But Dallas-based Tony Beshara is a job-finding whiz who disagrees that being rated as overqualified for a position is because of age trouble, and he has strong credentials to back up his opinion. Beshara runs Babich and Associates, one of the nation’s most successful job-placement firms, and he personally has connected thousands of people with employment. Beshara says:
When a candidate of any age applies for a job one step or more below the level of his or her previous position, a hiring authority is going to be concerned that the candidate will be underemployed, depart as soon as something better turns up, and leave the authority holding the blame for a bad choice. The same overqualified tag could be applied to a 35- or 40-year-old candidate, but since the predominant numbers of people going down the career ladder are in their 50s, the overqualified experience appears to be an age thing, but it’s not.
In either case, whether you’re dealing with age trouble or not, why go down with the one-word punch of being rated as “overqualified”? Come back with a strong response — or a pre-emptive strike to clear the air.
Try the following tactics when you hear the “O” word:
- Clarify the interviewer’s concerns. Find out whether the interviewer really thinks you’re overqualified — or just overaged — and whether you’ll want to earn too much money or be bored by the position.
- Enthusiastically address the interviewer’s concerns, emphasizing the positive. Explain how you can grow in this position: today a clerk, tomorrow a back-up manager.
- Show how you can use your experience to benefit the company in solving long-term problems, building profit, or assisting in other departments.
- Make sure that the interviewer understands your qualifications.
- In an office full of younger people, explain how you’re an anchor: experienced, calm, stable, reliable. You can provide continuity.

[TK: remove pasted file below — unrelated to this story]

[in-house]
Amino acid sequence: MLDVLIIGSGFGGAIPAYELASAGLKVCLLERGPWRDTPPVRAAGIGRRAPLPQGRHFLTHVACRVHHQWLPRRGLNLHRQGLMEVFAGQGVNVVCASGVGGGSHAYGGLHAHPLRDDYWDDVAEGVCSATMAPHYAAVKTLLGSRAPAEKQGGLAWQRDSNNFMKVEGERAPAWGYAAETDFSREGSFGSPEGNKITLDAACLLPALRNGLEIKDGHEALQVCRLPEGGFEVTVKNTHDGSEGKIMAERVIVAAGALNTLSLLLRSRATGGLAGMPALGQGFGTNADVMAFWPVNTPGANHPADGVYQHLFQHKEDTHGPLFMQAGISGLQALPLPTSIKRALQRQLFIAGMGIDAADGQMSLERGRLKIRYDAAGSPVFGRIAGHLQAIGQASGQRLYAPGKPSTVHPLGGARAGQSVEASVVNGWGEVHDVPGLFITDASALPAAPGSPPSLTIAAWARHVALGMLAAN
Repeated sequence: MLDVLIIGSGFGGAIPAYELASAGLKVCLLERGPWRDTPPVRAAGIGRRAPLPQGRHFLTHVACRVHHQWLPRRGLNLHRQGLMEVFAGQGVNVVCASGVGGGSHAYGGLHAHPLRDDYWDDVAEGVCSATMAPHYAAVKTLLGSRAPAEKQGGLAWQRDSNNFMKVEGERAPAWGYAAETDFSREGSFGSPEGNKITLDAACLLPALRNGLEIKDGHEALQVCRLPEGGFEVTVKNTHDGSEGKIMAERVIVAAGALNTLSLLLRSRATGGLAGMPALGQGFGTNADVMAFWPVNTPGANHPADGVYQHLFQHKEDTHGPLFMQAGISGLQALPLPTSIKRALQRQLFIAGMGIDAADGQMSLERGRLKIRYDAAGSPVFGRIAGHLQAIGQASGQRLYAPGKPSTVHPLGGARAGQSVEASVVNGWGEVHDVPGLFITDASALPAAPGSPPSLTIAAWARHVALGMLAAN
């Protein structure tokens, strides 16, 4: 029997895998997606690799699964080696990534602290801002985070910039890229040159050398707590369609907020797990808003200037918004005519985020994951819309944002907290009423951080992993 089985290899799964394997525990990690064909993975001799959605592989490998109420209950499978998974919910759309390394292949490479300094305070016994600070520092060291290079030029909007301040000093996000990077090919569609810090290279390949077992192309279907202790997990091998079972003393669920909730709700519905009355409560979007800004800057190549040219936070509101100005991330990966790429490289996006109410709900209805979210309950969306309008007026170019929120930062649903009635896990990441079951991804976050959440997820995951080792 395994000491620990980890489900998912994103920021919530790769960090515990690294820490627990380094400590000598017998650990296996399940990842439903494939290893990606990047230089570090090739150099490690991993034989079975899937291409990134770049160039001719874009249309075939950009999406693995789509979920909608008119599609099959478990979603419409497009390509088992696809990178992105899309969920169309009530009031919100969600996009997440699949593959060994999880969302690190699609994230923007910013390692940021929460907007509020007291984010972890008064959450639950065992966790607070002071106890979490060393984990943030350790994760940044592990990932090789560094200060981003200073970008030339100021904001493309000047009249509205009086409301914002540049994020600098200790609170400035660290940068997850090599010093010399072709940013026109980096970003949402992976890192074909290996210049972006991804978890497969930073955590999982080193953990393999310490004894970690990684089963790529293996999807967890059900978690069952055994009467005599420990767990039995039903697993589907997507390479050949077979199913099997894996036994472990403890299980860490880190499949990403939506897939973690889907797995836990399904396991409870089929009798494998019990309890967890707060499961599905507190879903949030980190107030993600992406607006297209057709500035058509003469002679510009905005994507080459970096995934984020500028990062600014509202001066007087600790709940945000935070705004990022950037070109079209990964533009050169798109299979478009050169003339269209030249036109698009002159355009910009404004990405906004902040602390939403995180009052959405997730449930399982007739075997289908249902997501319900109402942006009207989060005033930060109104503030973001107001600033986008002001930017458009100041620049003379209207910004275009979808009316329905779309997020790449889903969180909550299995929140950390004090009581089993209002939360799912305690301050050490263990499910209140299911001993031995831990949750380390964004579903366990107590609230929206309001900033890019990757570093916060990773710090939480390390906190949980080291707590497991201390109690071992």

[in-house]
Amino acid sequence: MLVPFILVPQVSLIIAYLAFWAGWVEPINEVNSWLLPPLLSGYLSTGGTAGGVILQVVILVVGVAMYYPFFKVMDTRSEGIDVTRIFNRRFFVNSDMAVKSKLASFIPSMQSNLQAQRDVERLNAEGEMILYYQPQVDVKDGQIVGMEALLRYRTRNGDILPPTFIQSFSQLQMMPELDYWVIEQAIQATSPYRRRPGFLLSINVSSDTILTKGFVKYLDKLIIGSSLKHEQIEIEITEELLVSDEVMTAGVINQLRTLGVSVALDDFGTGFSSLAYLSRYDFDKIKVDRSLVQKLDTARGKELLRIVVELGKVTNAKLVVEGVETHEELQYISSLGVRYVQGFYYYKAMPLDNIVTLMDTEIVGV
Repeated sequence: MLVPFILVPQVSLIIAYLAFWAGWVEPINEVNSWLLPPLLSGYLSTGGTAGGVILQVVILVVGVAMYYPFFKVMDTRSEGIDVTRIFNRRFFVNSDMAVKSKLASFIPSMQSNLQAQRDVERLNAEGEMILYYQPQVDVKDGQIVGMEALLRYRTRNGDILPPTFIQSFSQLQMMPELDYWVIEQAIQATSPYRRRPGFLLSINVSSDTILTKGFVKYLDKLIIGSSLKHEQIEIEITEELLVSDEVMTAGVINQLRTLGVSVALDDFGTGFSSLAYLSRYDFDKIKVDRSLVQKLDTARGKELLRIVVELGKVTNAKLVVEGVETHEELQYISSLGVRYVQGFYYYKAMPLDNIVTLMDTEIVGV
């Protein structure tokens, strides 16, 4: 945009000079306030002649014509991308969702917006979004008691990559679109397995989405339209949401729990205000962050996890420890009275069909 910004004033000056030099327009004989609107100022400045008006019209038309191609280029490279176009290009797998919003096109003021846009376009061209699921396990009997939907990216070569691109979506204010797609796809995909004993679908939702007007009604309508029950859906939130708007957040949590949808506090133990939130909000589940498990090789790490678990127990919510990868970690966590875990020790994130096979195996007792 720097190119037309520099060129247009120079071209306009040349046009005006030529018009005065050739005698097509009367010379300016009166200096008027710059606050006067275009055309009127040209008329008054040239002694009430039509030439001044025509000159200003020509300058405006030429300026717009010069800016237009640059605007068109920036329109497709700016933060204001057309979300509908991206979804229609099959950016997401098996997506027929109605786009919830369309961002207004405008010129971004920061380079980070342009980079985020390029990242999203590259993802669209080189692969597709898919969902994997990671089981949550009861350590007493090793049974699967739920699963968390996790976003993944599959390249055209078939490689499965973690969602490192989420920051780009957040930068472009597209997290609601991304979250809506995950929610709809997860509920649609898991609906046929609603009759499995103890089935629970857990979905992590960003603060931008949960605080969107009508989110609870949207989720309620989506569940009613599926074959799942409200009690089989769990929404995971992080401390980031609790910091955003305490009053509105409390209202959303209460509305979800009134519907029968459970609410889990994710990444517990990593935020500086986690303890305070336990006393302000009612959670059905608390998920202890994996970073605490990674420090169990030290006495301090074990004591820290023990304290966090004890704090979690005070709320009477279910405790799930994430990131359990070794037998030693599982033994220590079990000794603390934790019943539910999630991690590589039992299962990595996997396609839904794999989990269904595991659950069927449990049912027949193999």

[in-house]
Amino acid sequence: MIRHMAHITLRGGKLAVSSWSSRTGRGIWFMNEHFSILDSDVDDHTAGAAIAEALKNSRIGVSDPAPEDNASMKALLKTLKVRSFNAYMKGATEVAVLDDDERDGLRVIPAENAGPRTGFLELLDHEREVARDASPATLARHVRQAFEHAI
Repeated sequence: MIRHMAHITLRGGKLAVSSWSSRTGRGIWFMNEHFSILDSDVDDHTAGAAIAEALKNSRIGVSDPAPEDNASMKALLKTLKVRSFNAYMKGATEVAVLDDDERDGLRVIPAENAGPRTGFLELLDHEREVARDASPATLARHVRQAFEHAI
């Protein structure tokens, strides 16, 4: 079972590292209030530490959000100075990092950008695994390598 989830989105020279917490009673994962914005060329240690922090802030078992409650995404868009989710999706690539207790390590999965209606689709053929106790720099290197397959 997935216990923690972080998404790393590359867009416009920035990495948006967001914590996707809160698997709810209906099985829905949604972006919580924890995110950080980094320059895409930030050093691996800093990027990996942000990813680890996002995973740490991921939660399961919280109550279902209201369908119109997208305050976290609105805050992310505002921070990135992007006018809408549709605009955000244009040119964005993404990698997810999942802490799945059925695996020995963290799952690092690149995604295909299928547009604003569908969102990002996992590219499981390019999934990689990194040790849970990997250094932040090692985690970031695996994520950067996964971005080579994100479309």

Here are six model responses to the overqualified put-off:
Overqualified? Some would say that I’m not overqualified, but fully qualified. With due respect, can you explain the problem with someone doing the job better than expected?
Fortunately, I’ve lived enough years to have developed the judgment that allows me to focus on the future. Before we speak of past years, past titles, and past salaries, can we look at my strengths and abilities and how I’ve stayed on the cutting edge of my career field, including its technology?
I hope you’re not concerned that hiring someone with my solid experience and competencies would look like age bias if, once on the job, you decided you’d made a mistake and I had to go. Can I present a creative idea? Why don’t I work on a trial basis for a month — no strings — to give you a chance to view me up close? This immediately solves your staffing problem at no risk to you. I can hit the floor running and require less supervision than a less experienced worker. When can I start?
This job is so attractive to me that I’m willing to sign a contract committing to stay for a minimum of 12 months. There’s no obligation on your part. How else can I convince you that I’m the best person for this position?
My family’s grown. And I’m no longer concerned with title and salary — I like to keep busy. A reference check will show I do my work on time and do it well as a team member. I’m sure we can agree on a salary that fits your budget. When can we make my time your time?